Having been to this Amsterdam theatre myself and also having recently been to see a performance in the ruined Roman theatre in Arles in Provence, I was struck by how this production seemed more like an open-air reconstruction of Greek theatre. With its vast and open-shaped performing area, how this would have appealed to Monteverdi and his contemporaries! Their aim after all was to attempt to recreate the kind of experience that Greek and Roman theatre might have offered two thousand years ago.

The opera is performed without a break between the acts, except for changing over the DVD of course. It looks at times, especially when the female chorus are dancing in Act 1, like a realization of a Botticeli or Bellini painting. There is a real water-pool built into the stage which acts as a river. It also serves as a barrier between the estates of earth and hell. In Act 3 it even spouts flames.

In the light of my above comment I found the opening, with ‘La Musica’ sung by counter-tenor David Cordier, very arresting. Equally impassioned is the moving performance of Brigitte Balleys as the Messenger in Act three as she gives Orfeo the terrible news of Euridice’s death.

Any production of this opera has to hinge around the leading role of Orfeo who hardly ever leaves the stage. It is not emotionally demanding but, with its long recitative lines and yards of Italian to grasp, no singer will take it on lightly. It’s worth remembering that Orfeo’s long arioso to Caronte in which he persuades him to allow him across the Styx takes up the whole of Act 3 (tracks 1-13 DVD 2).  John Mark Ainsley, who at one time was associated exclusively with early music, is utterly compelling. He moves like a figure from Renaissance paintings and characterizes every move with a passion and meaning which sometimes makes translation unnecessary. I’m not sure why he decided to be bald but that’s an aside.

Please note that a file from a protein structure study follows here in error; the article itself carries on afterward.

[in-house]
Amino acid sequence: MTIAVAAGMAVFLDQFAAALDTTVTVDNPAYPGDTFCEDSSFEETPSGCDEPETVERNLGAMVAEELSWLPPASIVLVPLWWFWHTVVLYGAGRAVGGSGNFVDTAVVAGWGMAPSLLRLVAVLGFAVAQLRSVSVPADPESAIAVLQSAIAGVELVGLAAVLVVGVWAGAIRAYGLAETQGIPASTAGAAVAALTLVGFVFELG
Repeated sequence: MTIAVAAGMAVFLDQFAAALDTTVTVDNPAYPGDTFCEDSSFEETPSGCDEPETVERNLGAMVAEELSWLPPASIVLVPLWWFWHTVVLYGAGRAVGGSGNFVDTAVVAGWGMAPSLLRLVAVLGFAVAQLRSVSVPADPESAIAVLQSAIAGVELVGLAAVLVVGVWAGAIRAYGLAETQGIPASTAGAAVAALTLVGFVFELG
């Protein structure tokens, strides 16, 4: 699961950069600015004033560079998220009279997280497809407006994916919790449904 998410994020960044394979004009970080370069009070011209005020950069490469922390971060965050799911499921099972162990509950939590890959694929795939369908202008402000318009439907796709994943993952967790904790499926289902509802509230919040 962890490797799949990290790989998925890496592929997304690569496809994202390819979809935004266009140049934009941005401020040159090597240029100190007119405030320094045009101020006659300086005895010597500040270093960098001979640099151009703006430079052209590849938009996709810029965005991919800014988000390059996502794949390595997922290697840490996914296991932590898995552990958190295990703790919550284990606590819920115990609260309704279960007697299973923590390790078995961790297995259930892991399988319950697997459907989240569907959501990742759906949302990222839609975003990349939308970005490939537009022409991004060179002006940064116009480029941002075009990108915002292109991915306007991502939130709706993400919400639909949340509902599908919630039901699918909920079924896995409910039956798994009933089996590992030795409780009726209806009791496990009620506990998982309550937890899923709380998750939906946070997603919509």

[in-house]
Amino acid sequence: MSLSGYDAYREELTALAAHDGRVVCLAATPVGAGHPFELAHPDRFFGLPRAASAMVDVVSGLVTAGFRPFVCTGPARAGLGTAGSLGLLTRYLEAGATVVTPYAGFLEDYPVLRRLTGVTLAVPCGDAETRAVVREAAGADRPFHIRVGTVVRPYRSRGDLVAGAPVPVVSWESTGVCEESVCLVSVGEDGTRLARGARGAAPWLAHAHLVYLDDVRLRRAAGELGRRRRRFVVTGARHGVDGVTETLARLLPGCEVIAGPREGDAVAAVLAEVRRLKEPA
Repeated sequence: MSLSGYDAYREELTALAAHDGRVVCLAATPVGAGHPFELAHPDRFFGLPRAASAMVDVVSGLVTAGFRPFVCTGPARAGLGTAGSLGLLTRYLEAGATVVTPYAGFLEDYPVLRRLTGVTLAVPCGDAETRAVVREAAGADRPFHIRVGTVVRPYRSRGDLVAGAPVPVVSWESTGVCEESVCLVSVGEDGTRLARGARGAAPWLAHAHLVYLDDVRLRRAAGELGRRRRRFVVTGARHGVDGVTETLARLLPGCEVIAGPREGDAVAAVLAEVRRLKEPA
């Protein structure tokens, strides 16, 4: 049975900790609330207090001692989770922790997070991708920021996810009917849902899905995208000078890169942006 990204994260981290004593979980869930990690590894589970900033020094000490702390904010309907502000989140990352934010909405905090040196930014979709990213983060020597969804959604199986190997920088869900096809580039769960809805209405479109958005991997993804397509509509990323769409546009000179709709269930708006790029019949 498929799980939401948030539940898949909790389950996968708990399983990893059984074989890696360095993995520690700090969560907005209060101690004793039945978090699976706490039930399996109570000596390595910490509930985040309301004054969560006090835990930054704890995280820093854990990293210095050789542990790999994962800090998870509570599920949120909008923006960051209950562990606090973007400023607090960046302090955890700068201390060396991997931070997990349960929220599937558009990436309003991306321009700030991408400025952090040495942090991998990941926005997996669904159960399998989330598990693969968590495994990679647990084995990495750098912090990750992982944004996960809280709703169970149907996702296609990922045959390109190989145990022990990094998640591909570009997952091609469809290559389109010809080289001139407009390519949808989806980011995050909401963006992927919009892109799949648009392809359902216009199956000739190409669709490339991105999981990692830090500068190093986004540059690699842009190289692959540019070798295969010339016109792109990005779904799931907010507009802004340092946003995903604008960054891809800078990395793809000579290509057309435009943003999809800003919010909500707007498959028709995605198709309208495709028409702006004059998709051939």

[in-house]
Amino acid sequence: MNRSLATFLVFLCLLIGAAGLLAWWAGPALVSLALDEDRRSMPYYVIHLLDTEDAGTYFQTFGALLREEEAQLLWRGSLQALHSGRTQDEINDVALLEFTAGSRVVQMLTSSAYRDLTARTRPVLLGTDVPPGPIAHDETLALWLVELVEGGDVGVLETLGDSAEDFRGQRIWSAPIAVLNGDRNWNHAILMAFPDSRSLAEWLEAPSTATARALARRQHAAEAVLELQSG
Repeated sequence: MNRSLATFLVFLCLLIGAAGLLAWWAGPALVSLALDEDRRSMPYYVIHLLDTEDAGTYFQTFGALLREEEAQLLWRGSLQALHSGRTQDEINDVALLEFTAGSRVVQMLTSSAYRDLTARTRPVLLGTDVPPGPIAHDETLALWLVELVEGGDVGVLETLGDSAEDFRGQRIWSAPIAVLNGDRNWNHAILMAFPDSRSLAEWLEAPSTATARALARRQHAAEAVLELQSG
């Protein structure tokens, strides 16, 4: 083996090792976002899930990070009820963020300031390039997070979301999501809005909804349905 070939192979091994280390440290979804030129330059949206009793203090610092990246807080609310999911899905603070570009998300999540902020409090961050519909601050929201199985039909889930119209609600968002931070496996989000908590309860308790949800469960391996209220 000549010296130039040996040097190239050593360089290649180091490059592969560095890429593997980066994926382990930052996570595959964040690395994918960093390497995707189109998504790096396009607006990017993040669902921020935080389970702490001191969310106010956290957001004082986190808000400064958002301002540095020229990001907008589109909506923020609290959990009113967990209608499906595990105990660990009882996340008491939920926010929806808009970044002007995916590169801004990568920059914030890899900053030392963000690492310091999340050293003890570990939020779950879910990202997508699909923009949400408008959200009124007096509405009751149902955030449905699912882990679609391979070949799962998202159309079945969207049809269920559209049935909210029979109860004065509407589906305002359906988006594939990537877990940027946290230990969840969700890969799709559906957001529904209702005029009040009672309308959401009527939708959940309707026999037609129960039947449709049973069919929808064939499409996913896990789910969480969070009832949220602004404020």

Euridice is less of a major role than you might expect, but Juanita Lascarro is delightfully glowing and wan all at once.

The costumes are classically inspired with that for Speranza - Michael Chance, one of the greatest ever of counter-tenors - being fantastical and again emphasizing the navy blue colour of the entire concept. When Speranza vanishes into the floor just the blue is left behind.